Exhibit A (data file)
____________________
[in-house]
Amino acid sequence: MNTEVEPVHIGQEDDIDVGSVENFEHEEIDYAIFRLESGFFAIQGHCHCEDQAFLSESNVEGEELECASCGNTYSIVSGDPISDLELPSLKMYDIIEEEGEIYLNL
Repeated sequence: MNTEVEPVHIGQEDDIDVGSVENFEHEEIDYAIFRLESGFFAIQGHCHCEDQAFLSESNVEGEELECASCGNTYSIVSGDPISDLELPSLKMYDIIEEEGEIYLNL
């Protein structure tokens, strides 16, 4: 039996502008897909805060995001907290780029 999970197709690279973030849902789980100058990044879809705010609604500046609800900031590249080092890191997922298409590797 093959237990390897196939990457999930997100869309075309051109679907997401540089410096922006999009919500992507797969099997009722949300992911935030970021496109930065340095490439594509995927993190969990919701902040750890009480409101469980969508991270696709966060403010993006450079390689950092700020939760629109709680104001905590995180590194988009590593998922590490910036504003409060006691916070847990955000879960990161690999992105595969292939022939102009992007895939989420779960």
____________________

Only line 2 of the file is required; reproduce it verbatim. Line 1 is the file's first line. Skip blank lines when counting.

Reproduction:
Amino acid sequence: MNTEVEPVHIGQEDDIDVGSVENFEHEEIDYAIFRLESGFFAIQGHCHCEDQAFLSESNVEGEELECASCGNTYSIVSGDPISDLELPSLKMYDIIEEEGEIYLNL